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After the recent "48 Hour Launch" weekend that drew more than five dozen participants, eight new companies now dot the city's small-business landscape.
The third annual event, sponsored by LaunchMemphis, replaced the organization's former Startup Weekend program. Interest in the program easily surpassed previous incarnations, leaders said, and the number of viable companies was nearly triple that of last year.
Perhaps no other country celebrates innovation the way America does.
This passion for inventions started early in our history. Did you know that George Washington signed the First U.S. Patent Grant on July 31, 1790, and the patent examiner was none other than Thomas Jefferson? (Thank you, Google (GOOG)!) In America, we're reminded of the life-changing power of inventiveness every day. Some of the greatest inventors of yesterday spawned the greatest brands of today. What do the names Chrysler, Coleman, Goodyear (GT), Campbell (CPB), Colt, and Edison mean to you? Cars, tents, tires, soup, guns, and the electric lightbulb, of course.
One of our well-respected business bloggers, Scott Messinger, indicates in his articles that starting up a business is no child’s play. He mentioned that if you want to have more time with your family through your startup business, you should think again. From my experience, Scott’s advice is something that you should look up to.
More and more successful companies are taking a holistic approach to serve specific market niches or verticals. Instead of offering a broad-based horizontal solution that may service a larger market, but require more customization and will likely involve competition from larger players, these companies are finding success 'below the radar' by staying focused on a narrower segment.
Question: I’ve read a few articles and blog posts over the past couple of days regarding Senator Dodd’s financial reform bill, and some of them suggest that it’s going to be more difficult for startups to raise money if the bill is signed into law. Why is that? I thought the bill was supposed to address the problems on Wall Street that led to our financial crisis.
Ohio voters to decide if $700M bond issue expands investment in high-tech economy.
Self-healing metal that pops back into shape after it's damaged. Machines that give surgeons full-color, 3D images of a patient's insides. Sensors that warn police or soldiers of explosives miles away. This is the promise of a proposed $700 million statewide investment program that aims to turn sci-fi dreams into Ohio's business future. But does the promise hold up?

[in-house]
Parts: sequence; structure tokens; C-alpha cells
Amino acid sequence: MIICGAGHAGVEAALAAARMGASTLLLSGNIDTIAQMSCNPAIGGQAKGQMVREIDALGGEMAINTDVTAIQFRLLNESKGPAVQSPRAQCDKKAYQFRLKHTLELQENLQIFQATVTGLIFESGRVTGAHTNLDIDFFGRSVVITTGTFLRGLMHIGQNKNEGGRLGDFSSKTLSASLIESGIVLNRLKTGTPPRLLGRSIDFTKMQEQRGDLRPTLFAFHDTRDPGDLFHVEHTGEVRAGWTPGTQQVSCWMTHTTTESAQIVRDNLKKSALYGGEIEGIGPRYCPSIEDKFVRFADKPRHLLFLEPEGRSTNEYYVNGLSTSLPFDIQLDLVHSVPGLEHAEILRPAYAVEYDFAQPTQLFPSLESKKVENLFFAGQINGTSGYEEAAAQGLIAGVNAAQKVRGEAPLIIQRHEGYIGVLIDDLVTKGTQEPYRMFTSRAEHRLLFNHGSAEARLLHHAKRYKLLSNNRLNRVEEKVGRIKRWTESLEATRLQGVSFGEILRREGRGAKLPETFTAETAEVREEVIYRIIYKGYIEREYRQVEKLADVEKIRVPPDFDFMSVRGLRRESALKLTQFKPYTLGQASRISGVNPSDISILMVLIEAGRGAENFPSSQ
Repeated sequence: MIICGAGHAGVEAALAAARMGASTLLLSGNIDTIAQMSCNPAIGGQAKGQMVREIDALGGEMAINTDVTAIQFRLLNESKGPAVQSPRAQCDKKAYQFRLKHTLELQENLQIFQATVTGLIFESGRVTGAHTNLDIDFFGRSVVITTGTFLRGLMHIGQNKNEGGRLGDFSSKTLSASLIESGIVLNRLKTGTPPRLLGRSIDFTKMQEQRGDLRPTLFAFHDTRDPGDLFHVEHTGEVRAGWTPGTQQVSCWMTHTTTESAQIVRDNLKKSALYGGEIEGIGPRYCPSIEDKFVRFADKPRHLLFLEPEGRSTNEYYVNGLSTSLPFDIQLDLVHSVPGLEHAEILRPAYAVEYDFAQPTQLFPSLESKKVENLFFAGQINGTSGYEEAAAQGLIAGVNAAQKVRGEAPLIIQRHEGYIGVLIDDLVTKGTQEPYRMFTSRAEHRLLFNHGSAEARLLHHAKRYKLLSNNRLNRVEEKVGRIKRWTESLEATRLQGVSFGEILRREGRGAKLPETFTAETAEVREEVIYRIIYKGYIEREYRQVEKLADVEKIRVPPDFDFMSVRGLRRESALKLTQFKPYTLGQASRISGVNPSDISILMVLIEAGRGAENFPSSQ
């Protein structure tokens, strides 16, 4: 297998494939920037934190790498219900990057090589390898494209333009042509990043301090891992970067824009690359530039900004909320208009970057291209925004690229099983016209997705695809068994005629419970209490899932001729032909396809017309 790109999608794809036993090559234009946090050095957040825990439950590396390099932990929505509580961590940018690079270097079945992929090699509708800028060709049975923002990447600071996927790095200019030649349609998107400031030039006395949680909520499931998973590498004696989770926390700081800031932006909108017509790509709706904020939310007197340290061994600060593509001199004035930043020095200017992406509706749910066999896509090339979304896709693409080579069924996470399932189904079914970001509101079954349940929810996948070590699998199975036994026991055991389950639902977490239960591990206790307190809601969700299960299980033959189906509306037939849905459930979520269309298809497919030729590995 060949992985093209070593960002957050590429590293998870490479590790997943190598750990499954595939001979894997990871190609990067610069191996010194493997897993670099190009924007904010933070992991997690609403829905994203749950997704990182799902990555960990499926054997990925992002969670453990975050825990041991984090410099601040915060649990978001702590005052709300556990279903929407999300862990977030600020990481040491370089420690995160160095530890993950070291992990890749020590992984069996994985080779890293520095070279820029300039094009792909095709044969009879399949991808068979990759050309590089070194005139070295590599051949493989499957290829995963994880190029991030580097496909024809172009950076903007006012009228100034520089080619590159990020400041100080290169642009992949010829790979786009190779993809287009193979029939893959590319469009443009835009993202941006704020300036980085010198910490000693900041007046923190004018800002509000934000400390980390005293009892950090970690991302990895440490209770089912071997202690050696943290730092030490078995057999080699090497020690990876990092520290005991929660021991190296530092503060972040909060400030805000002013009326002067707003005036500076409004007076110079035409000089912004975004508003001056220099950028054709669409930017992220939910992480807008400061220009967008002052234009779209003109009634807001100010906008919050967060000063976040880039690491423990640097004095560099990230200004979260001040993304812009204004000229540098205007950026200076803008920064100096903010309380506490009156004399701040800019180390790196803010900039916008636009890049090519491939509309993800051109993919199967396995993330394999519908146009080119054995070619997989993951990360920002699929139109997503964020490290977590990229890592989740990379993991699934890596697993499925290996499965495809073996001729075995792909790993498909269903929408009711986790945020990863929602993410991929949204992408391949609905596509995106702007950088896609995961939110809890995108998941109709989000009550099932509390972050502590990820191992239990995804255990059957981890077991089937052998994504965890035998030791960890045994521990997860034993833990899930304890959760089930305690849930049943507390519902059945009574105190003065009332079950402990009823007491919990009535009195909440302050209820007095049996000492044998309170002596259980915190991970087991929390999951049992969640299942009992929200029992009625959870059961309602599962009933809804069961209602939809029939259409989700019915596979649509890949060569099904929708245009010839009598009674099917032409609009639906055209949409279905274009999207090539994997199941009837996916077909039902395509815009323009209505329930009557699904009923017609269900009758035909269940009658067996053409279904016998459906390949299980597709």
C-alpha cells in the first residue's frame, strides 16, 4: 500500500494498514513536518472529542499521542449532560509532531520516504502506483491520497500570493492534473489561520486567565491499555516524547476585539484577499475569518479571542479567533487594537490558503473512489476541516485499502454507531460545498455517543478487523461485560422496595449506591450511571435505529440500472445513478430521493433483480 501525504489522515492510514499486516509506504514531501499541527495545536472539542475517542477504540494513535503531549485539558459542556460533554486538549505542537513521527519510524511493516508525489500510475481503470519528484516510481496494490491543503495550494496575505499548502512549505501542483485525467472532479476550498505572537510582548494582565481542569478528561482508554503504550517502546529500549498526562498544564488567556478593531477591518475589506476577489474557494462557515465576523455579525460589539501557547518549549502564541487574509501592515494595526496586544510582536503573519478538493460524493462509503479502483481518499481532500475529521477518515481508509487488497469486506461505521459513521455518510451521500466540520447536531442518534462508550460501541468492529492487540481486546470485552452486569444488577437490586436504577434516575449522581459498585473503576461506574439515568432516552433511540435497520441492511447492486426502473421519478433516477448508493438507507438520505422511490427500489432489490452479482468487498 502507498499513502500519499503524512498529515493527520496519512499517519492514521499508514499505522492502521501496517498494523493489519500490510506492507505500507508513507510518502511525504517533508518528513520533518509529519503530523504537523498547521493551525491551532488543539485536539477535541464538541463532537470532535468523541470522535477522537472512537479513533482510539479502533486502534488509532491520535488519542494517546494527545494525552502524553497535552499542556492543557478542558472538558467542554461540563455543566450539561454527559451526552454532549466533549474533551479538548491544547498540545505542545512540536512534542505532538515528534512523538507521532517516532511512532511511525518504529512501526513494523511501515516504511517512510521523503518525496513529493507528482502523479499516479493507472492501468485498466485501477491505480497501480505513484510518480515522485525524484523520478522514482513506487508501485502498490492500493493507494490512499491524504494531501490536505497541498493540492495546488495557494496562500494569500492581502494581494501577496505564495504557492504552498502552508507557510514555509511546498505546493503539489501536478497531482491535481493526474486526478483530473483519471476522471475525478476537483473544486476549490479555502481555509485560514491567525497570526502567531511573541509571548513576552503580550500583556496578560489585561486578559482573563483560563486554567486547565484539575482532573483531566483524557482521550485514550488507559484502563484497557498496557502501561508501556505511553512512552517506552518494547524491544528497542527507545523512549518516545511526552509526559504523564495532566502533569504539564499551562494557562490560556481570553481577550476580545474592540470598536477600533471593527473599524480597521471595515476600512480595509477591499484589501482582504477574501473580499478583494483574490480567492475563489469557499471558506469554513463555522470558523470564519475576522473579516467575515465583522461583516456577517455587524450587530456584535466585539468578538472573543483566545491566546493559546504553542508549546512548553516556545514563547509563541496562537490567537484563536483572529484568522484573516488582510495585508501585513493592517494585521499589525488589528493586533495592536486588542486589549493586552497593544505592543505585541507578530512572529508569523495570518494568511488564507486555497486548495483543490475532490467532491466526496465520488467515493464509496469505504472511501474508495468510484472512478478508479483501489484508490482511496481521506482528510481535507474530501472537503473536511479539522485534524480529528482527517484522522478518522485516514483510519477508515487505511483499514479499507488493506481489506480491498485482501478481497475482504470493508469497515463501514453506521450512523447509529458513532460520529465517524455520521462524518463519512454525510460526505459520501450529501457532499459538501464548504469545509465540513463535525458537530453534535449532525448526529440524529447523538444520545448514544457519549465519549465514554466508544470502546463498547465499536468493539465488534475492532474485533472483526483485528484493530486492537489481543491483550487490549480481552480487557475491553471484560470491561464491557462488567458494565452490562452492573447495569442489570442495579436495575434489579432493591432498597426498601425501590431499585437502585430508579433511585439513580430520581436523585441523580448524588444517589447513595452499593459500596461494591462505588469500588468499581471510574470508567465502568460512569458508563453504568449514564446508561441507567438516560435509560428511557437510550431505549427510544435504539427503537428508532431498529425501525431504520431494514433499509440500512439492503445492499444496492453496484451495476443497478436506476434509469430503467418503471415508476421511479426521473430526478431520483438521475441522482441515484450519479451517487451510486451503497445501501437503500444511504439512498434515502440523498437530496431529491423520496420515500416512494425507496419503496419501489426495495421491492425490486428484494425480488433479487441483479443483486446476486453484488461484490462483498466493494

With the recent opening of Ottawa’s newest co-working space, the city might be seeing an emerging trend towards shared offices.
Currently, there are two co-working spaces: Freedom Café, which opened last month, and the Code Factory, which opened in May 2008.
I have spent the majority of my adult life investing my own and other people's money in entrepreneurs. That's why I know the U.S. has a serious problem on its hands.
Although the stock market has tentatively rebounded, funding for the one area in which America has a distinct competitive advantage--that is, new company formation--is in scary decline. That may be a familiar refrain by now, but that doesn't make the ramifications any less real. Or less dangerous.
OK, let me get this straight: The Small Business Administration's Office of Advocacy reports that 27 million small businesses in the U.S. account for 50% of the Gross National Product and employ over 50% of the workforce, and Washington figures $30 billion in loan support and some tax credits will get things done.
What's that, $1,100 per company? Wow, where do we sign up!
Our fearful leaders gave $50 billion to General Motors, and $185 billion to AIG. According to the Congressional Budget Office publication, The Budget &amp; Economic Outlook: An Update August 2009, big business has been showered with more than $10 trillion (that's a "T") in funding and commitments, including: $1.3 trillion disbursed by the Federal Reserve, with another $2.8 trillion committed (including aid to AIG, Citigroup, Bank of America, Bear Stearns; $800 billion from the Treasury, with $3.6 trillion committed (including guarantees for Money Market Funds and TARP); and over $2.1 trillion committed by the FDIC (including increased depositor insurance and more Citigroup guarantees).
Um, does $30 billion to small business make a difference?
If you think you only need a business plan to go fishing for capital, you are sorely mistaken.
A business plan--thoughtfully assembled and diligently updated--is the very blueprint for any company. It sets direction, facilitates communication and establishes performance metrics. Better yet, well-articulated business plans force business owners to constantly weigh the strengths and weaknesses of their operations.
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